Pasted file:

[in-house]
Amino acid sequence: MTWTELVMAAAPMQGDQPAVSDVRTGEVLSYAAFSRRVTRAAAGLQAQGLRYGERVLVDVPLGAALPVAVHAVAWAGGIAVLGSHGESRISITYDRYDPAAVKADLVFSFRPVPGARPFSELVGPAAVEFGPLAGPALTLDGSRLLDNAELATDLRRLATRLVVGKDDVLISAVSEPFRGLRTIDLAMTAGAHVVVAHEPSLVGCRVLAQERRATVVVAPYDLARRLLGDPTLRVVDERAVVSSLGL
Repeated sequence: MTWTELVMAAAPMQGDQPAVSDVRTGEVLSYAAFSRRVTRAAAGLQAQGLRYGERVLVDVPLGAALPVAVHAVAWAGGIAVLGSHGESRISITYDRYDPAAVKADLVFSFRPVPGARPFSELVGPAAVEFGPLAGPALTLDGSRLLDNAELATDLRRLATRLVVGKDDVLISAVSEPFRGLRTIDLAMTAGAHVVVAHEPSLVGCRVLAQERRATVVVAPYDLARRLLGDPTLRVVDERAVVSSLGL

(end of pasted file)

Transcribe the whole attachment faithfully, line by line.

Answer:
[in-house]
Amino acid sequence: MTWTELVMAAAPMQGDQPAVSDVRTGEVLSYAAFSRRVTRAAAGLQAQGLRYGERVLVDVPLGAALPVAVHAVAWAGGIAVLGSHGESRISITYDRYDPAAVKADLVFSFRPVPGARPFSELVGPAAVEFGPLAGPALTLDGSRLLDNAELATDLRRLATRLVVGKDDVLISAVSEPFRGLRTIDLAMTAGAHVVVAHEPSLVGCRVLAQERRATVVVAPYDLARRLLGDPTLRVVDERAVVSSLGL
Repeated sequence: MTWTELVMAAAPMQGDQPAVSDVRTGEVLSYAAFSRRVTRAAAGLQAQGLRYGERVLVDVPLGAALPVAVHAVAWAGGIAVLGSHGESRISITYDRYDPAAVKADLVFSFRPVPGARPFSELVGPAAVEFGPLAGPALTLDGSRLLDNAELATDLRRLATRLVVGKDDVLISAVSEPFRGLRTIDLAMTAGAHVVVAHEPSLVGCRVLAQERRATVVVAPYDLARRLLGDPTLRVVDERAVVSSLGL